Does it seem as if your hearing aid batteries lose their charge too fast? Here are some surprising reasons that might occur. What is the average period of time that your hearing aid batteries should stay charged? Anywhere from 3 to 7 days is typical. That range is fairly wide. As a matter of fact, it’s so wide that it probably can’t help you predict what should be going on with your hearing aid. You may be on day 4 at the grocery store when suddenly, things get quiet and you’re unable to hear the cashier. Or maybe on day 5, you’re enjoying a conversation with friends when you unexpectedly feel really alone because you can’t participate because you can’t hear. Occasionally the batteries don’t even make that 3 day mark. Like when you’re watching TV on day 2 and suddenly you can’t hear the show your that’s on. It isn’t just inconvenient. You just can’t tell how much battery power your hearing aids have left and it’s causing you to miss out on life. If your hearing aid batteries are dying too rapidly, there are a few likely causes.
A Battery Can be Drained by Moisture
There aren’t many species that release moisture through their skin but humans do. We do it to cool down. We do it to clear out excess toxins or sodium in the blood. You might also live in a climate that is moist and humid. This extra moisture can clog the air vent in your device, making it less efficient. Moisture can also interact with the chemicals of the battery causing it to drain faster. You can prevent moisture-related battery drainage with these measures:
- Open the battery door when you store the hearing aids
- A dehumidifier for your hearing aid is helpful
- Don’t keep your hearing aids in the bathroom, kitchen or other damp environments
- Don’t leave the batteries in if you’re storing them for a number of days
Batteries Can be Drained by Advanced Hearing Aid Features
Modern digital hearing aids help people hear a lot better than ones that you could get just a decade ago. But if you’re not keeping your eye on them, these advanced features can cause faster battery drain. Don’t avoid using your favorite features. But keep in mind, you will need to change the battery sooner if you are streaming music from your phone for hours. Noise-canceling, Bluetooth, multichannel, tinnitus relief — all of these extra features can drain your battery.
Batteries Can be Affected by Altitude Changes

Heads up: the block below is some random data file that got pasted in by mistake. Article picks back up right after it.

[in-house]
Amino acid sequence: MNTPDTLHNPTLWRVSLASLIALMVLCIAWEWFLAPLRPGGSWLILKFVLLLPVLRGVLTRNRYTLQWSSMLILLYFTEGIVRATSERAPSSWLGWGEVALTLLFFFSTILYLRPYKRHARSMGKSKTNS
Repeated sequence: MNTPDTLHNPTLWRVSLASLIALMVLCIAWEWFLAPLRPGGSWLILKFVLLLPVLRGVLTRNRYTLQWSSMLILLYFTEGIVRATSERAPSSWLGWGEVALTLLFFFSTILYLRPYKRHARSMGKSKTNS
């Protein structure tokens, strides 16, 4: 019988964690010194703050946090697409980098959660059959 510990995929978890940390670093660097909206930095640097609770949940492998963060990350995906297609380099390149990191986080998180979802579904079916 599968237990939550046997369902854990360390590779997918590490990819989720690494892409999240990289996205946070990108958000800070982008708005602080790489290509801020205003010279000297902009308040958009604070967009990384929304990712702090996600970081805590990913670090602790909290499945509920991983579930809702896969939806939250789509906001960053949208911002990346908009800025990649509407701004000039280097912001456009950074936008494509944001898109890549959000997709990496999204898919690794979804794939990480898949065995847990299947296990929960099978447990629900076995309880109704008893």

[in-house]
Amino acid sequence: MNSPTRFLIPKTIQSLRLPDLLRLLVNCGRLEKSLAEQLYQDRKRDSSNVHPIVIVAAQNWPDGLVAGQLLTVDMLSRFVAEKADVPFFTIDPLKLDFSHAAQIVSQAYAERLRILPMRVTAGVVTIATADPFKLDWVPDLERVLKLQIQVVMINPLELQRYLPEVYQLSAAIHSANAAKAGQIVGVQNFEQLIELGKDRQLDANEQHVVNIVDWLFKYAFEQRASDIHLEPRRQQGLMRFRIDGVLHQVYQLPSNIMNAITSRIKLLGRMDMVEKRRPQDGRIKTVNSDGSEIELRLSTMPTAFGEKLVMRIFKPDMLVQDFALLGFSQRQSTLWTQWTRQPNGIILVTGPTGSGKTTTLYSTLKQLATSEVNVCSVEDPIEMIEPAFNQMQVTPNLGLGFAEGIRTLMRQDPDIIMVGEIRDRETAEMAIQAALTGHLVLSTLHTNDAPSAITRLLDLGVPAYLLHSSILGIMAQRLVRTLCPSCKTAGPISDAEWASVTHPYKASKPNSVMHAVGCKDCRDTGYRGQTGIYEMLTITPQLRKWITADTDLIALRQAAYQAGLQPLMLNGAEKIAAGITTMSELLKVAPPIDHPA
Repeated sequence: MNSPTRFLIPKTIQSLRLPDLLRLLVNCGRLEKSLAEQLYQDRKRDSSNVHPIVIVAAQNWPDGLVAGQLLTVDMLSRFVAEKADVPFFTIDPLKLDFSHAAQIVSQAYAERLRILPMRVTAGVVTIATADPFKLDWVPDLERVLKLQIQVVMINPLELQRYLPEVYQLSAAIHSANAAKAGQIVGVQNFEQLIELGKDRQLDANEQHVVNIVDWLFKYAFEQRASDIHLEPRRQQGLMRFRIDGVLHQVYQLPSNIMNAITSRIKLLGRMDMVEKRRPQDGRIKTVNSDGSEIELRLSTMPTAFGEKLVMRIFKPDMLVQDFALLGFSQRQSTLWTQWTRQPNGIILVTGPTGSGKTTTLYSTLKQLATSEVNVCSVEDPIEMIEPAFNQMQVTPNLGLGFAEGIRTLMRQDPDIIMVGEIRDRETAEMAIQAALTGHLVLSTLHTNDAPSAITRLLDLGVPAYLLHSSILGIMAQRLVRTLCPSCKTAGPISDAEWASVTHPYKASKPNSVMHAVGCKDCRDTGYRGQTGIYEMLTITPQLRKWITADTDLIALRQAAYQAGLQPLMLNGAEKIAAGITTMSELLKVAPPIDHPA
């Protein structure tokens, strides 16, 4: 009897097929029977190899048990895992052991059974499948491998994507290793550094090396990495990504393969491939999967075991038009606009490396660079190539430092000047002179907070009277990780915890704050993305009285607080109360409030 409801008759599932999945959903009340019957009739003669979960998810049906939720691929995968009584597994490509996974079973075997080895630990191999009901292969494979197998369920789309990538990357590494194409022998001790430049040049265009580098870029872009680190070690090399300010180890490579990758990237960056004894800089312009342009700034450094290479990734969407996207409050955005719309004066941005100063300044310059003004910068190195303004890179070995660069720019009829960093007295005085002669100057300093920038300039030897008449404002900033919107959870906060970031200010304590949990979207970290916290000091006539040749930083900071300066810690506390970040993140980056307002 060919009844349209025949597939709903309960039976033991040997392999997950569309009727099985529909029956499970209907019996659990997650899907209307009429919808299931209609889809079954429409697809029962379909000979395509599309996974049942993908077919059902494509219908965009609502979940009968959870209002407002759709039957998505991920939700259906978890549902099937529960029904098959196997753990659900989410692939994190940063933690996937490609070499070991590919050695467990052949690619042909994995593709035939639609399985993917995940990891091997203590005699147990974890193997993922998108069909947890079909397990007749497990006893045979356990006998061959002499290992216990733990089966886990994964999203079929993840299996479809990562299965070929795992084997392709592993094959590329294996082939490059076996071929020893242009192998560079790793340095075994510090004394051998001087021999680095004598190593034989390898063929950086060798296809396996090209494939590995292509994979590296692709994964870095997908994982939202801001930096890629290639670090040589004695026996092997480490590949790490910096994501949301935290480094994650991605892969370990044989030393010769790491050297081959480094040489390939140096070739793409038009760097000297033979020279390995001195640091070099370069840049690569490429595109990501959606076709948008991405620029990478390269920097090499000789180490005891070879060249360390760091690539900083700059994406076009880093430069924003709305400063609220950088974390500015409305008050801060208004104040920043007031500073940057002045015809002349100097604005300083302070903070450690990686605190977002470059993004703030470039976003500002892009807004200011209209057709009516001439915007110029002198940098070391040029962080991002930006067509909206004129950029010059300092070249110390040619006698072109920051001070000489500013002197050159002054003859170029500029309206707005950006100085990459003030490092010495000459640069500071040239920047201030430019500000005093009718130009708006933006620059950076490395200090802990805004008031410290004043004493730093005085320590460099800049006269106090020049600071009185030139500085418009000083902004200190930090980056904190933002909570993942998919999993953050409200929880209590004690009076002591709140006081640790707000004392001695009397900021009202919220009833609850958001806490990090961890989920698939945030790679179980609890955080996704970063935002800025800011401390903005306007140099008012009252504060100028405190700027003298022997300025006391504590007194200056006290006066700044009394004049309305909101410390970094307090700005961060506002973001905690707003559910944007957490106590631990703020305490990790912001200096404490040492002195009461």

Moving from a low to high altitude can deplete your batteries, particularly if they’re on their older. When flying, skiing or climbing always brings some extra batteries.
Maybe The Batteries Aren’t Really Low
Some hearing aids tell you when the battery is low. These alerts are, under normal circumstances, a “heads up”. It doesn’t mean you have a dead battery. Moreover, sometimes an environmental change in humidity or altitude briefly causes the charge to dip and the low battery alert gets triggered. In order to stop the alarm, remove the batteries, and then put them back in. The battery may last a few more hours or even days.
Improper Handling of Batteries
Wait until you’re ready to use your hearing aid to pull the tab from the battery. Make sure you wash your hands before touching your hearing aids or batteries to protect against getting hand oil or dirt on them. Hearing aid batteries should not be frozen. This trick might extend the life of some kinds of battery but it doesn’t work with hearing aid batteries. Simple handling mistakes such as these can make hearing aid batteries drain faster.
Getting a Year’s Supply of Batteries Isn’t a Good Idea
Buying in bulk is usually a smart money move when you can afford to do it. But as you come to the end of the pack, the last few batteries most likely won’t be at full power. Unless you’re fine with wasting a few, try to stay with a six month supply.
Shopping For Hearing Aid Batteries on The Web
Buying online can be a good thing. There are some pretty good deals out in cyberspace. But some less scrupulous people will sell batteries online that are very near to the expiration date. Or worse, they are already passed. So you need to be careful.
Both alkaline (AA, AAA, etc.) and zinc hearing aid batteries have a date they will expire. You wouldn’t buy milk without checking the expiration date. You have to use the same amount of care with batteries. Make sure that the date is well in the future to get the most use out of the pack. It’s probably a good idea to message the vendor if you don’t see an expiration date or even better, come see us for your battery needs. Make sure you know and trust the seller.
Now You Can Get Rechargeable Hearing Aids
There are several reasons that hearing batteries could drain quickly. But you can get more power out of your batteries by taking some precautions. You may also consider rechargeable hearing aids if you’re in the market for a new set. You dock them on a charger each night for a full day of hearing the next day. And you only need to change them every few years.